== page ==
We’d like to try the Superb’s standard suspension to see whether the adaptive system is worth the extra cost.
The Superb is very capable in everyday driving. The VW Passat may be a bit more entertaining, and shades the Škoda for high-speed refinement, but it is still a close-run thing.
No other family hatchback offers more space than the Škoda Superb. It is absolutely huge inside, whether you need room for passengers or somewhere to put their holiday bags.
The driver and front-seat passenger should have no trouble getting comfortable, and once sitting happily the driver will find a neat and tidy dashboard design and an improved standard of finish compared with the old Superb.
Anyone travelling in the back of the car has the kind of rear legroom you’d expect from a luxury saloon. Rivals such as the Ford Mondeo and Volkswagen Passat may be spacious in isolation, but they don’t come close to matching the Superb. Some buyers won’t need so much space, but anyone who regularly travels with adults in the back or has tall teenage children will really benefit.
Air vents keep rear-seat passengers supplied with chilled air, and the only black mark we can think of is the size of the transmission tunnel – necessary for 4x4 versions of the Superb.
There’s no need to travel light on your caravan holidays, since the boot has a 625-litre capacity with the seats up. That means there’s more room for bags than you’ll find in the estate versions of most family cars. If the rear seats aren’t occupied and more space is required, folding the seats increases the capacity to 1760 litres, although this does make a step in the floor where the boot meets the seat.
For its sheer space, the Superb is hard to fault.
Just over £22,000 is not a lot to pay for such a big car. Better yet, with a little haggling that should drop to just over £20,000, according to research by our sister magazine, What Car?.
Despite the low price, the Škoda Superb SE Business is a well-equipped car, with Alcantara upholstery, front and rear parking sensors, a touchscreen sat-nav system, dual-zone air conditioning and Adaptive Cruise Control included in the price.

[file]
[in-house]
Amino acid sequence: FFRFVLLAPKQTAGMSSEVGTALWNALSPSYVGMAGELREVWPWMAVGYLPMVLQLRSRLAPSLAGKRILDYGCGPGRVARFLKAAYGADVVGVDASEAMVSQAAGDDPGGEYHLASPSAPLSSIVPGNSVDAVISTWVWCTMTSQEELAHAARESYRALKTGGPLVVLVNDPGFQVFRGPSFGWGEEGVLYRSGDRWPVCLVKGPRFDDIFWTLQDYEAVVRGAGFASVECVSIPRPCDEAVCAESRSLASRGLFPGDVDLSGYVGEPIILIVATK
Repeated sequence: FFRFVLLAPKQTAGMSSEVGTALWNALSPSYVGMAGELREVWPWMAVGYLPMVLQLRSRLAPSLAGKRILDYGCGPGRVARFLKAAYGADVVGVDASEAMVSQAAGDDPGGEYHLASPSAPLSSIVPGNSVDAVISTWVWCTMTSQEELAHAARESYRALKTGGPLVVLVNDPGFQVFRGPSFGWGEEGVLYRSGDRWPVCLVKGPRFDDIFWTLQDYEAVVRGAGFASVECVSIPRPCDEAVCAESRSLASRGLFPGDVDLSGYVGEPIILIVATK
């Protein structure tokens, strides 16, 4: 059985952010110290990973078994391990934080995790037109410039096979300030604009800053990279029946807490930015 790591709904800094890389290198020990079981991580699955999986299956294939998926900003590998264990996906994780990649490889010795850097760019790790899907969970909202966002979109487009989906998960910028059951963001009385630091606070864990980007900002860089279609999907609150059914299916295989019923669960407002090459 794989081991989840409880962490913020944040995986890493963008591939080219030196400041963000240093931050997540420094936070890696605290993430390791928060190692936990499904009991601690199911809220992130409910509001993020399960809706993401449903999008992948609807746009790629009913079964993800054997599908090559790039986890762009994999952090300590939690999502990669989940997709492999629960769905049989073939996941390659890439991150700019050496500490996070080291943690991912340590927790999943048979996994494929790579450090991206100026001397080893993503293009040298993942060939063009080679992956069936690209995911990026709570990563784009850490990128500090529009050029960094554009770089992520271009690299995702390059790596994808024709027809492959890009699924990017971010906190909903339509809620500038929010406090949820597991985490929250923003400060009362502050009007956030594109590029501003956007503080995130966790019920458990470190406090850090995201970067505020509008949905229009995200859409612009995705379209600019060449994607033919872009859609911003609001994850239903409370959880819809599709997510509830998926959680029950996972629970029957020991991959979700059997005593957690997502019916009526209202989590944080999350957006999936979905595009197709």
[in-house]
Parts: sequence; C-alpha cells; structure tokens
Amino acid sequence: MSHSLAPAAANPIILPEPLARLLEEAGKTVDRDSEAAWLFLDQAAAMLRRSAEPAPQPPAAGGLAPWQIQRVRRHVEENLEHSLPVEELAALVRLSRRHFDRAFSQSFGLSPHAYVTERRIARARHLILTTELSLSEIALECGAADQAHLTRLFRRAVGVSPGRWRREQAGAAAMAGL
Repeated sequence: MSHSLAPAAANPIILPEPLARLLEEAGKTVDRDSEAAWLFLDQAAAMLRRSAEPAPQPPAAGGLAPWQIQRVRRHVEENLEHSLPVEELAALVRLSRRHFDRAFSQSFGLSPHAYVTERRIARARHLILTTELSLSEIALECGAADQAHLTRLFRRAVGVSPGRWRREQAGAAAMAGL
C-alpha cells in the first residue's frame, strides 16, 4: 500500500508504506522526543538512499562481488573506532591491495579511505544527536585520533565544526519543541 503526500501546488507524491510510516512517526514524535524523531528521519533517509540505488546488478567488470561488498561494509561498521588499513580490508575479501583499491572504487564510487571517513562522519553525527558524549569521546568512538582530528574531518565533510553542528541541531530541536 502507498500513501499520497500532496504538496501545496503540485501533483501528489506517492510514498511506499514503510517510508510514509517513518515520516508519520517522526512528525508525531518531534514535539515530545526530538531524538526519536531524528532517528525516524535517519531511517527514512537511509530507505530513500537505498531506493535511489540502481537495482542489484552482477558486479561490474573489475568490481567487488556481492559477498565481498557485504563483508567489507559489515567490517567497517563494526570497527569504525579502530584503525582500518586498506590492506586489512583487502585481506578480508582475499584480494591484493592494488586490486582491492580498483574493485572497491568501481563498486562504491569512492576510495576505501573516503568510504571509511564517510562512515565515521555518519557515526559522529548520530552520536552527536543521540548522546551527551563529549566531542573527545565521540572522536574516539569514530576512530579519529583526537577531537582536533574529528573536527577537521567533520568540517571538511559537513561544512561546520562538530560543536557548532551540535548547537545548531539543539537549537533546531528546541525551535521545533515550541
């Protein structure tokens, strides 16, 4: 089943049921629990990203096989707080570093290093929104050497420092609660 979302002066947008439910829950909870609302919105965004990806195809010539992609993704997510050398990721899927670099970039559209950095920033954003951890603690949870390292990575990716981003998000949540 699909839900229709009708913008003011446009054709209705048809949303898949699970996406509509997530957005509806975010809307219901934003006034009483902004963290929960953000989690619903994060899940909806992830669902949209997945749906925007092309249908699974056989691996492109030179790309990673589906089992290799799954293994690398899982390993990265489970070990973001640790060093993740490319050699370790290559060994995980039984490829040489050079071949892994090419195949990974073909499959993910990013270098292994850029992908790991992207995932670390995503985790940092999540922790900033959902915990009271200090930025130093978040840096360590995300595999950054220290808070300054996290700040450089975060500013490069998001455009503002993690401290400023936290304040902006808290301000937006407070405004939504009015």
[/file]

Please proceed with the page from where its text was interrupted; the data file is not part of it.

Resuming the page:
Running costs should be affordable. The official combined figure is 68.9mpg, although, more often than not, we saw mid-50s mpg in solo driving. While towing the Swift Expression on a mixed route of A-roads and motorways, we achieved 30.6mpg.
The Škoda should prove safe as well as affordable. When tested by Euro NCAP it achieved five stars for overall safety, scoring 86% for both adult and child occupant protection.
You’d expect a Škoda to hold its value less well than, say, a VW. According to What Car?, however, while the equivalent Passat will be worth 46% after three years and 36,000 miles, the Škoda will retain 51% of its value.
Given that it’s affordable to buy and run, well equipped and holds its value, the Superb deserves full marks here.
|Engine size||1968 cc|
|85% KW||1262 kg|
|Towball limit||90 kg|
|Maximum towing limit||2000 kg|
|Torque||251.0 lb ft|
|Official MPG||68.9 mpg|
We don’t give five-star verdicts very often. But the Superb deserves every one of them.
Our only reservation of any significance is the Škoda’s low kerbweight, which makes for quite a modest 85% match figure. But given how well the Škoda pulled an 89% match in a winter gale, we couldn’t quibble with any experienced and competent tow car driver pulling matches between 85% and 100% with the Superb.
We look for stability above all else in a tow car, and the Škoda feels unshakeable on the motorway and in control in emergency manoeuvres.
There may be more powerful engines in the range than the 148bhp 2.0-litre diesel, but this version strikes a sensible balance between performance, affordability and running costs. There’s enough power to pull any sensibly matched caravan.
In everyday driving, the Superb is the kind of car that could fit into your life very easily. It is refined at speed and composed on country roads. Whatever the journey, the Superb just gets on with the job.
It’s the cabin that really secures the Škoda’s place at the top of the family car class. With its improved finish the Superb now has more showroom appeal, and it leaves its rivals behind when it comes to space and practicality. You can really stretch out in the back of the Superb, and the boot is huge.
What finally cements that fifth star is that the Škoda is this good, and yet so affordable to purchase and run.
- This is a seriously impressive tow car
- As a solo drive, it is very competent and just gets on with the job
- There's loads of space for people and luggage
- It is competitively priced
- For its size, it is relatively light